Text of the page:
By Robert Wynter
Writing in last Sunday's Gleaner, Gary Spaulding posed the question: 'Can a jobs czar do it? Worrying unemployment rate sparks talk on need for a minister to drive growth'. The editorial followed suit declaring that we need a minister of economy and business. Both are trying to address symptoms rather than root causes.
The author posited that such a czar may be required because "the Portia Simpson Miller administration is failing to tackle the issues which are stymieing growth and development in the country".
Having articulated the symptoms (high unemployment and low growth), the story hinted at the problem (lack of vision, strategy, execution and leadership), yet suggests a solution to address the symptom (czar) instead of its root cause. This reminds me of the man who lost a shilling in the dark bushes on one side of a road, yet searched for it under the street light on the other side.
Anthony Clayton, Dennis Chung, Dickie Crawford and Joe Matalon were all not in favour of a czar, suggesting that rather than addressing root causes, such an appointment would be cosmetic and a waste of time.
Aubyn Hill, on the other hand, in claiming his proposal is geared at driving economic growth (symp-tom), agrees with the idea of a czar (solution) without any reference to the root cause. He suggests Jamaica adopt a Ministry of Knowledge and Economy such as exists in South Korea. (Name was changed to Ministry of Trade, Industry and Energy in 2013).
In attempting to benchmark Jamaica against South Korea, Mr Hill should be mindful of the fact that the president, elected by popular vote, serves a single five-year term, with no additional terms being allowed.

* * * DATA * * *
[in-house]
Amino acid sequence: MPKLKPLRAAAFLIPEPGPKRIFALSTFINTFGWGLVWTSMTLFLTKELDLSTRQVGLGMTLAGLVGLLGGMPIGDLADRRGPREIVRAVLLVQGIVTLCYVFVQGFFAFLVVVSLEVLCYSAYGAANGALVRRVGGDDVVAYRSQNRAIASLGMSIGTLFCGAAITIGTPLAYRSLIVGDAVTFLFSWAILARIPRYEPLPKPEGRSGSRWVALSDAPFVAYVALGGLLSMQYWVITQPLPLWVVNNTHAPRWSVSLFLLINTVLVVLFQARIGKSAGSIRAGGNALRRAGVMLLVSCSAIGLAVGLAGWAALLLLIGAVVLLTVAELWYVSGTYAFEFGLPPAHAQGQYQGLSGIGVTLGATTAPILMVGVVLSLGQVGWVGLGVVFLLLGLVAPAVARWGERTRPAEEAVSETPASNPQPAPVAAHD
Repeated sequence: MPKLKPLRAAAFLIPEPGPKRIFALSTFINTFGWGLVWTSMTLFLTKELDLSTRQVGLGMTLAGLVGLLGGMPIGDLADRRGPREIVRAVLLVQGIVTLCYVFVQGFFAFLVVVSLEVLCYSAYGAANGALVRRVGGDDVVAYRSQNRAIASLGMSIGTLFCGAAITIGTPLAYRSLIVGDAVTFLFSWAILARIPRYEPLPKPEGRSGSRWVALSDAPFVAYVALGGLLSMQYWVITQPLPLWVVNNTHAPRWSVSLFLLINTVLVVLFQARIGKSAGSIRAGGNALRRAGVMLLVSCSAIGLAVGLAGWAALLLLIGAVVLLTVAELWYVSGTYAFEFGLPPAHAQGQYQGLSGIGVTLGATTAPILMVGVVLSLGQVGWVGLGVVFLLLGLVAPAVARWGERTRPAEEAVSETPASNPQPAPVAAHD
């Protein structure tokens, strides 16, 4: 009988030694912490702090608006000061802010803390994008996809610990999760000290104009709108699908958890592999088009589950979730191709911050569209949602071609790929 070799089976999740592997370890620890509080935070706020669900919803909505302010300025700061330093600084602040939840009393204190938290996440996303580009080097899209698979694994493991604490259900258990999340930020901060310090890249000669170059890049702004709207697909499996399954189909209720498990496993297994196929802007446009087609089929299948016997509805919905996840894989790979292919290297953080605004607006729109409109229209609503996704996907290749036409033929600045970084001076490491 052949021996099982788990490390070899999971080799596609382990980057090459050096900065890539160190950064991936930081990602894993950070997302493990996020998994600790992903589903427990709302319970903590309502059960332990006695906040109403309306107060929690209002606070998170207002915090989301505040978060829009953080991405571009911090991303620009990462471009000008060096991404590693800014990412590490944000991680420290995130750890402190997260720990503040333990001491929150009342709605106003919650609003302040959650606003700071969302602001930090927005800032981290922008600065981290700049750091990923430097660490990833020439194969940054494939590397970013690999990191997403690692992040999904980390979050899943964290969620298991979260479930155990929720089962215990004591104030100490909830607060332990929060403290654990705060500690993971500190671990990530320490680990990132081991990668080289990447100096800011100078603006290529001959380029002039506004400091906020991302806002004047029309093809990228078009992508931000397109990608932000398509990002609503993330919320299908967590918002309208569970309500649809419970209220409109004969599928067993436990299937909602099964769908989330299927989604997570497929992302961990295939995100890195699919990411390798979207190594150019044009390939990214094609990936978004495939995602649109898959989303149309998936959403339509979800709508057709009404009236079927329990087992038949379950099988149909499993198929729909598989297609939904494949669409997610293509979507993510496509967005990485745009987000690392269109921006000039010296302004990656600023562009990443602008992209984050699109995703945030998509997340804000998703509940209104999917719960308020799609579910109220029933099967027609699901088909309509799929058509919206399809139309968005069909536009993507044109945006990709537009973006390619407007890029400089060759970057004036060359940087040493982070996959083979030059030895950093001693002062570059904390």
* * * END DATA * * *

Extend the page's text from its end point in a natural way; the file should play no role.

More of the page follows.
The Gleaner editorial articulated the symptoms (four decades of little growth and unsustainable debt) and identified a problem (policies and strategies that underpin the IMF programme contradict growth, and as such both cannot be handled by the finance minister).
However, in articulating a solution (a ministry with responsibility for business and investment), the editorial admits that "there is now someone (Minister Anthony Hylton) who carries the portfolio for industry and commerce, including trade and investment promotion".
skirted the root cause
It appears that the goodly editor has skirted the root cause, which is the poor performance of Anthony Hylton. Rather than addressing poor performance, the editorial seeks a solution on the well-lit side of the road. Furthermore, in stating that the new minister would be substantially about, inter alia, aggressively driving a strategic vision for the economy and playing a coordinating role between the key economic ministries, is the editor levelling a veiled criticism on the prime minister's own performance?
The editorial concludes that "there has to be a new approach to this matter of business and growth"; and I agree wholeheartedly. However, "... failing to tackle the issues ..." is at the root of our lack of growth, unem-ployment, social decay, poor education outcomes, high crime rate, etc.
Cosmetic changes such as a jobs czar or a Ministry of Economy and Business will NOT address the root cause. What is needed is a clear vision; a strategy to achieve the vision; and transformational leadership to ensure flawless strategy execution.
While we accept that these ingredients in government alone will not be sufficient to drive desired national outcomes, they are absolutely necessary and are much more impactful than those by other areas of society.
Unfortunately, the National Development Plan, the Growth Inducement Strategy, the Mid-Term Economic Framework, the Public Sector Rationalisation Master Plan and other such voluminous documents are woefully inadequate as "strategies to achieve a vision". So, too, are a jobs czar and a minister of economy, knowledge or business.
Robert Wynter is managing director of Strategic Alignment Limited, which facilitates organisational transformation and leadership development. Email feedback to email@example.com and firstname.lastname@example.org.